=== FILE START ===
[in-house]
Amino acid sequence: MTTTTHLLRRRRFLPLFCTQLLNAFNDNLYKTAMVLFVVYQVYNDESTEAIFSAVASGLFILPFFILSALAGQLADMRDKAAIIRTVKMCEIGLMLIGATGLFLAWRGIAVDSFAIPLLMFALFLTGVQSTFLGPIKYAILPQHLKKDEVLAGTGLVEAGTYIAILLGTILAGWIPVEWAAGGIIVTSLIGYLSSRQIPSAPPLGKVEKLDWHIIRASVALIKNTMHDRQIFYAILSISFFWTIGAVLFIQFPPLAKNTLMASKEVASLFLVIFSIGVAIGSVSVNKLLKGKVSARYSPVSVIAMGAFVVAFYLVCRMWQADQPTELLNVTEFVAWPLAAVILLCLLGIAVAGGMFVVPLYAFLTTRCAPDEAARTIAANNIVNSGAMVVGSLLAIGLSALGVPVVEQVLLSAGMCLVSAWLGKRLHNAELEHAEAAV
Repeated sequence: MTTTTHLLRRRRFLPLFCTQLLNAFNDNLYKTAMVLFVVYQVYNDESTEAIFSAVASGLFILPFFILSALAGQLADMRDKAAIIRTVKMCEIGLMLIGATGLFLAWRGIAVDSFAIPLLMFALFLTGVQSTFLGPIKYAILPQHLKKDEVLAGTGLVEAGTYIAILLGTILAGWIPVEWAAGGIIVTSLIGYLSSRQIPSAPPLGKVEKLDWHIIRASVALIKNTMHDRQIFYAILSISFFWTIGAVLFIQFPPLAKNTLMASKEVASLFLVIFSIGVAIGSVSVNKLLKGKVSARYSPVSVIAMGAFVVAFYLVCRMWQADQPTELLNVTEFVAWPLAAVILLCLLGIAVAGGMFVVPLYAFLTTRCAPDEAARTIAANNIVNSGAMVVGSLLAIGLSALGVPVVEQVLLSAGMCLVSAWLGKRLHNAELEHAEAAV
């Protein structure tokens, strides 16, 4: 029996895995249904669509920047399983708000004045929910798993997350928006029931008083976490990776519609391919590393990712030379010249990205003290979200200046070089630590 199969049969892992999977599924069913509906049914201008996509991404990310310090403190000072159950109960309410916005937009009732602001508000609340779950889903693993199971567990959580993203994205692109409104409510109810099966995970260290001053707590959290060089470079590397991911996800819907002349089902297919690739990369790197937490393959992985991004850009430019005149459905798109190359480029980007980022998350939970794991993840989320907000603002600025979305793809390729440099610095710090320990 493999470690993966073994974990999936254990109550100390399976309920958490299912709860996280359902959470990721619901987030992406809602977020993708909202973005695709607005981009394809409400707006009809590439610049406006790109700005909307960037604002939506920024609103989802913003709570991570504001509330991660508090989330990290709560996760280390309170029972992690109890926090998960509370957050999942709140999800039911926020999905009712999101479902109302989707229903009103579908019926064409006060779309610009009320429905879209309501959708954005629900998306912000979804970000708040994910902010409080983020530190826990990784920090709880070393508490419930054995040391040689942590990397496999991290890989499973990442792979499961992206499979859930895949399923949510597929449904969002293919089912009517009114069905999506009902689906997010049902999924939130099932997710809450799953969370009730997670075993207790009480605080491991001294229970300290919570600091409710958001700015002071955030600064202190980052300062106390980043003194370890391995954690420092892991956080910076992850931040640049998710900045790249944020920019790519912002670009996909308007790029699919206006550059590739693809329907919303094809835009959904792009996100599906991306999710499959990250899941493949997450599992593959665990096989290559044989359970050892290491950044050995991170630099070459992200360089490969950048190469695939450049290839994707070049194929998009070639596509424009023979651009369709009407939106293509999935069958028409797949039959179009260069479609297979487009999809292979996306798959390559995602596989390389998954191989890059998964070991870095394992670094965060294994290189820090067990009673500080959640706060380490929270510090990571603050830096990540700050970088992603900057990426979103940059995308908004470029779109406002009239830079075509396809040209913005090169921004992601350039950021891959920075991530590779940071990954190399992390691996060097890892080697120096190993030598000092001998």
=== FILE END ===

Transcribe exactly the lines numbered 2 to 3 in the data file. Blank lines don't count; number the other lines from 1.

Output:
Amino acid sequence: MTTTTHLLRRRRFLPLFCTQLLNAFNDNLYKTAMVLFVVYQVYNDESTEAIFSAVASGLFILPFFILSALAGQLADMRDKAAIIRTVKMCEIGLMLIGATGLFLAWRGIAVDSFAIPLLMFALFLTGVQSTFLGPIKYAILPQHLKKDEVLAGTGLVEAGTYIAILLGTILAGWIPVEWAAGGIIVTSLIGYLSSRQIPSAPPLGKVEKLDWHIIRASVALIKNTMHDRQIFYAILSISFFWTIGAVLFIQFPPLAKNTLMASKEVASLFLVIFSIGVAIGSVSVNKLLKGKVSARYSPVSVIAMGAFVVAFYLVCRMWQADQPTELLNVTEFVAWPLAAVILLCLLGIAVAGGMFVVPLYAFLTTRCAPDEAARTIAANNIVNSGAMVVGSLLAIGLSALGVPVVEQVLLSAGMCLVSAWLGKRLHNAELEHAEAAV
Repeated sequence: MTTTTHLLRRRRFLPLFCTQLLNAFNDNLYKTAMVLFVVYQVYNDESTEAIFSAVASGLFILPFFILSALAGQLADMRDKAAIIRTVKMCEIGLMLIGATGLFLAWRGIAVDSFAIPLLMFALFLTGVQSTFLGPIKYAILPQHLKKDEVLAGTGLVEAGTYIAILLGTILAGWIPVEWAAGGIIVTSLIGYLSSRQIPSAPPLGKVEKLDWHIIRASVALIKNTMHDRQIFYAILSISFFWTIGAVLFIQFPPLAKNTLMASKEVASLFLVIFSIGVAIGSVSVNKLLKGKVSARYSPVSVIAMGAFVVAFYLVCRMWQADQPTELLNVTEFVAWPLAAVILLCLLGIAVAGGMFVVPLYAFLTTRCAPDEAARTIAANNIVNSGAMVVGSLLAIGLSALGVPVVEQVLLSAGMCLVSAWLGKRLHNAELEHAEAAV